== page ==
Let’s Talk About Starbucks & Access

Before I read the first chapter of Writer/Designer, I really thought the only way to achieve multimodality was to have some complicated and labor-intensive podcast where an animated video would be projected Star Wars holographic style into the homes of my audience. Little did I know, multimodality is already apart of my everyday life. Let’s take a look at some of the texts I view throughout my daily routine and see how oblivious I really was to this multimodal thing.

Clueless GIF
Me after reading the first chapter of Writer/Designer. (Also, shoutout to all of my Clueless fans out there.)


Like the Type A person I am, there is never a time I go on my computer or phone without checking my email. I am one of those people who gets freaked out by the little notification numbers that start to stack up if you don’t check your email enough. That being said, analyzing something that is very much apart of my daily life was really interesting. First, Gmail implements the linguistic mode as each email sent and recieved uses words to convey messages, as well as the written language used to tell the user where to click on the screen to enter certain parts of their email. Visually, some emails contain images that allow for more detailed messages to be conveyed compared to emails that just contain the linguistic mode. Gmail also uses the spatial mode by having the buttons used to compose and view past and current messages on the right hand side, and the columns of messages showcased on the left hand side. Finally, Gmail implements the gestural mode by allowing user interactivity through the search bar at the top of the interface. This one is a bit of a stretch, but as defined in the reading, gestural mode is included in not only face-to-face interaction, but also in interactivity.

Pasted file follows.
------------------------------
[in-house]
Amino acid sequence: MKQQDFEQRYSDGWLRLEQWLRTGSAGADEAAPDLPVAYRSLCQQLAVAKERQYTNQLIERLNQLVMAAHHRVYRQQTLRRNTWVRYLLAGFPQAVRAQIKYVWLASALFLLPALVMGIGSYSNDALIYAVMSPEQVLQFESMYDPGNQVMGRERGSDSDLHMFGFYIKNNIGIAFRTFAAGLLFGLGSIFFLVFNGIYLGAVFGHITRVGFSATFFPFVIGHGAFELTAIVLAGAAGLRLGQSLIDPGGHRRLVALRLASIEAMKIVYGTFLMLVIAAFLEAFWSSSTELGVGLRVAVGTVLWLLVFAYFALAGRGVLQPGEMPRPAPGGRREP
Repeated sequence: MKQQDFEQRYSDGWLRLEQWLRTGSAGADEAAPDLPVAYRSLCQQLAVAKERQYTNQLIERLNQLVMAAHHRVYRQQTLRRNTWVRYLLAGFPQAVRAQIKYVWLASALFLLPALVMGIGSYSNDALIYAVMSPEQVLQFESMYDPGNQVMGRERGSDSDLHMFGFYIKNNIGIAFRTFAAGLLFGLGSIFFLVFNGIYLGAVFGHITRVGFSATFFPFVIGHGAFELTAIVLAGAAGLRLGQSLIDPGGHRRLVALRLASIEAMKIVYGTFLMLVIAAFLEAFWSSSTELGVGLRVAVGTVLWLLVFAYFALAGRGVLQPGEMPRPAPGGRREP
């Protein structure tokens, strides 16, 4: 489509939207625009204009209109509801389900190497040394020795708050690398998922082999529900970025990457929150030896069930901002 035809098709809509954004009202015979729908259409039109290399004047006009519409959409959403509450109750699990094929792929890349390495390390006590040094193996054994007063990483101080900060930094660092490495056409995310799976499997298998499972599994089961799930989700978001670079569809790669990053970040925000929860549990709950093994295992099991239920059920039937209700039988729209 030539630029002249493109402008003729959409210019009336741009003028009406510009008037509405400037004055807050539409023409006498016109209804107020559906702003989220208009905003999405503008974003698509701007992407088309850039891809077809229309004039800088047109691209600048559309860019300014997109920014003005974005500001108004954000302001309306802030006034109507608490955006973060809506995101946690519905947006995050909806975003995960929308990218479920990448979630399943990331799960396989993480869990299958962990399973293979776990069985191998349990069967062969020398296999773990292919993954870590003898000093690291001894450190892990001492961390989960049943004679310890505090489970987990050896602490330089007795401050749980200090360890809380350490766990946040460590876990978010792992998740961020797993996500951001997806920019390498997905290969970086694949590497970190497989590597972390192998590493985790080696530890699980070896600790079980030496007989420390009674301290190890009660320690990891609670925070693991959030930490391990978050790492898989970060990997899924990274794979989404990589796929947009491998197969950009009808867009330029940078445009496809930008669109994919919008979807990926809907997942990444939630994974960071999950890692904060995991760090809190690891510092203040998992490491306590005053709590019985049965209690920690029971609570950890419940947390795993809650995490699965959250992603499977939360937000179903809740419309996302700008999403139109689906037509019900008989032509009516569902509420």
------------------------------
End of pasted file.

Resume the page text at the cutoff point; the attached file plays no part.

Another place I’m sure many of use check frequently, because skool = lyfe (just kidding…kind of). Similar to Gmail, there are several portals/tabs to click on that implement linguistic text in order to convey meaning. There are also several pages of linguistic text, such as announcements from professors, links to class readings, and conversation forums. Visually, Canvas is home to several pictorial modes, such as the picture on the homepage of the Writing 220 canvas site!  Also similar to Gmail, Canvas has a particular spatial set-up that allows for the user to understand how the site works and where to find the information they are looking for. Tabs are also set up on the right hand side, and the messages contained on the left hand side. There is also a column on the very left that allows the user easy access to all of the assignments due and a calendar of assignments (my personal favorite; calendars are my jam). Finally, Canvas allows for the gestural mode of interactivity. One of the ways it does this is through the ability to click on links to readings and submit assignments right on the site.

Pumpkin Spiced Latte Starbucks Sign
I awkwardly snapped this picture in the midst of a huge line and a bunch of confused looks from the baristas behind the counter. #DoItForTheBlogPost

Starbucks Menu Signs

I figured my obsession with Starbucks would have to come out at some point throughout the semester, so why not now! I am actually sitting in Starbucks as I write this blog post, so I figured I would analyze my surroundings while blissfully sipping my grande iced decaf latte with classic (one pump, not two). Taking a look at the menu signs placed behind the barista counter, there are the obvious linguistic messages, such as what kind of flavor shots you can add to your machiatto, and advertisements for the pumpkin-spiced latte (personally, not a fan). Along with those linguistic messages, there are a ton of visual modes, such as images of fall-colored leaves, pumpkins, and the PSL cup itself. Spatially, these signs are placed high behind the counter in order for the customer to see what they would like to order and relay that information to the barista in a smooth fashion. The signs themselves do not hold any aural or gestural modes. However, if I include the barista who helps the perplexed Starbucks noobie order from the menu boards, aural and gestural modes can be analyzed. Aurally, the Starbucks barista helps the customer with their order by talking to them through one-on-one communication. This aural communication goes hand-in-hand (pun intended) with gestural modes as the barista may point at the starbucks menu signs and use their hands while talking–there’s a pretty emphatic barista at this Starbucks who likes to practice both of these things.